The net result of the suits, which are backed by a combination of local, state and national Republican Party organizations, would make successfully voting by mail harder in Georgia, which Republicans say is necessary to protect the security of the elections — and others claim is an attempt to suppress votes for Democratic candidates.
And Georgia isn’t the only state where Republicans will seek changes to absentee ballot laws.
The legal efforts are likely just the start of a yearlong push by state Republicans to tighten voting rules in response to the 2020 election, which prompted unsubstantiated claims of widespread fraud from Trump, his supporters and other GOP leaders who are convinced that the contest wasn’t fair. Republican lawmakers in Georgia, Michigan and Pennsylvania, among others, have already announced their intention to seek changes to state election laws next year in response to perceived irregularities, and Trump’s opposition to mail voting in 2020 — coupled with the way those late-counted ballots broke against him in some key states — has destroyed the decades-long bipartisan consensus on expanding the practice.
According to Politico, there have been 378,000 absentee ballots already returned while 846,000 ballots were mailed out. That’s slightly fewer than were returned prior to the general election. But Christmas is coming and voting will not be a high priority for most people.
Historically, turnout is about half what it is for the general election in runoffs, but there are worrying signs for Republicans that this time may be different. Enthusiasm among Democrats is sky high while many Republicans mistrust the electoral system and are unsure their vote will be counted. Still, despite Biden’s extremely narrow win in the state, Georgia is still a Republican state with a GOP legislature and most of those elected to high office being Republican.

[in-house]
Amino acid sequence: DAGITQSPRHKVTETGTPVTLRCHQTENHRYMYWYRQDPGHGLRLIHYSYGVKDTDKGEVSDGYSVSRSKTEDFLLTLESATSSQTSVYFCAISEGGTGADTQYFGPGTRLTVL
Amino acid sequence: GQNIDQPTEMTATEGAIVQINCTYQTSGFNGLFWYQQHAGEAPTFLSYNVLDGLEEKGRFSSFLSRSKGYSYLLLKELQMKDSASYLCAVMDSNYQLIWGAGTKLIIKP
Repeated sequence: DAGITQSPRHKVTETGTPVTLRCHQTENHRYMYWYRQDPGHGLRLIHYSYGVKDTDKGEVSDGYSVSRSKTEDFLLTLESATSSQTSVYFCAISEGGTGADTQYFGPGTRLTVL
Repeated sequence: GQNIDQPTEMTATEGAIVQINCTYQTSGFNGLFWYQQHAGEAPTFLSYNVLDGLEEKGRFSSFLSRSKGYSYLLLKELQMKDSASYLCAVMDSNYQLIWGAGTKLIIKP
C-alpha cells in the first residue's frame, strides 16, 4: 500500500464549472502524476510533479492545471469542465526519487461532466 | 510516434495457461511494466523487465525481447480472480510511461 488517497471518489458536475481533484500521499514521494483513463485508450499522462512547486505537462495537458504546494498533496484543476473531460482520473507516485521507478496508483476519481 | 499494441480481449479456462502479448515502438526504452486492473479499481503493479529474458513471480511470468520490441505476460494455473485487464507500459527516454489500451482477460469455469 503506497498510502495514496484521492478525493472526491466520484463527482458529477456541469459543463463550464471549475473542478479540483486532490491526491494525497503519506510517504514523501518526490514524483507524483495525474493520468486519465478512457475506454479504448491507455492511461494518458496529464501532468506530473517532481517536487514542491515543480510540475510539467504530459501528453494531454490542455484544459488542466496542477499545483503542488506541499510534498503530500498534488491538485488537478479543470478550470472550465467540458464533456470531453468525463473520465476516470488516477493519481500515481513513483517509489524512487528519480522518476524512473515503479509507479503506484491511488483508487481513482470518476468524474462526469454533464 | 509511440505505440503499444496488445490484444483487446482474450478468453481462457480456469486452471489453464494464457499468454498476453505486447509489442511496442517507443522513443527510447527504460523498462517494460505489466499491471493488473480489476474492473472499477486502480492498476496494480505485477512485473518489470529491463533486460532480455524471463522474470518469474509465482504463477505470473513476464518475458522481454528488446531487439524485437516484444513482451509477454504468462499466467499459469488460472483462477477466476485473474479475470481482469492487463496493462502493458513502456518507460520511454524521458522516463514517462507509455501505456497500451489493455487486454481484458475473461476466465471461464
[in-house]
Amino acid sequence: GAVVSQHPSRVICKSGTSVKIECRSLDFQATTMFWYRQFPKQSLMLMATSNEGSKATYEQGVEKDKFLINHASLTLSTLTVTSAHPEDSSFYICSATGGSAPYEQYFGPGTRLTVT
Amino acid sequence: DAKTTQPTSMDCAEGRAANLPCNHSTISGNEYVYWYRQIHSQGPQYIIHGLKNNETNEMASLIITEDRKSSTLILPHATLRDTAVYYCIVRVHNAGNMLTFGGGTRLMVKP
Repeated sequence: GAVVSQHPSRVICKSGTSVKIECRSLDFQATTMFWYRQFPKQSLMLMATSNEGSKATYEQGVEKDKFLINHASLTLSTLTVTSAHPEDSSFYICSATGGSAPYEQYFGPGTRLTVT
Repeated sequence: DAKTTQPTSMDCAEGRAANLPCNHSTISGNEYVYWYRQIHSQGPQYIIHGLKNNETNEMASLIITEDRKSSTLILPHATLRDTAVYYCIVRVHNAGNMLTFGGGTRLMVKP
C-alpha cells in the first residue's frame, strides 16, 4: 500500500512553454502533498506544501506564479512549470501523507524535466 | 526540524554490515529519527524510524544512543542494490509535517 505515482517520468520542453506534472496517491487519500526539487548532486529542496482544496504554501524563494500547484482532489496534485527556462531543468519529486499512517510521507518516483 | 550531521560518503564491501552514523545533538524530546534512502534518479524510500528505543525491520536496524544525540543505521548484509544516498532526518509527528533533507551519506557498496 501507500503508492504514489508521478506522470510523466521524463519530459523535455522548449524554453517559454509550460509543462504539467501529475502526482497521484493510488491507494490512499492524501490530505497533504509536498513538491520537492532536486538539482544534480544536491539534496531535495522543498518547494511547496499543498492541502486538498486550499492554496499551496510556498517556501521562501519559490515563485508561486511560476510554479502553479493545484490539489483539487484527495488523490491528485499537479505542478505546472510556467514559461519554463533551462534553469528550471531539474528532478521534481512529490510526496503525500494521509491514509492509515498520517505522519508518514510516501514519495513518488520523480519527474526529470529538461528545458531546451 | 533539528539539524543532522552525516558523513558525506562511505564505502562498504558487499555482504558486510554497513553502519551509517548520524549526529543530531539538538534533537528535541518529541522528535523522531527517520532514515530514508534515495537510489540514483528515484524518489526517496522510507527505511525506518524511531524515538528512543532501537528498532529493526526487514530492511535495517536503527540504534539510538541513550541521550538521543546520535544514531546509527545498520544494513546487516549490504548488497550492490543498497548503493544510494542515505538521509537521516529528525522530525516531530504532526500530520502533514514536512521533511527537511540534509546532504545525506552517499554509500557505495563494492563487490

Despite Donald Trump’s challenges to the integrity of the Georgia vote and the integrity of Georgia political leaders, Republicans are not looking to end the mail-in voting process, but reform it so that the chances of fraud are lessened.
The suit calls Georgia’s absentee ballot signature verification process “unreliable and non-transparent,” and it seeks to effectively toss out a consent decree to which Raffensperger agreed in March in response to a Democratic-led lawsuit. The consent decree mandated that ballots could only be rejected if two out of three election officials consulted determined the signature on a ballot envelope doesn’t match one on record. Election officials also had to contact the voter in question in a timely manner to give them a chance to fix problems with, or “cure,” their ballot.
Democrats are again screaming “voter suppression” as if saying it loud enough makes it so. I guess they reflexively oppose any effort to improve the integrity of elections, even if it’s only commonsense changes.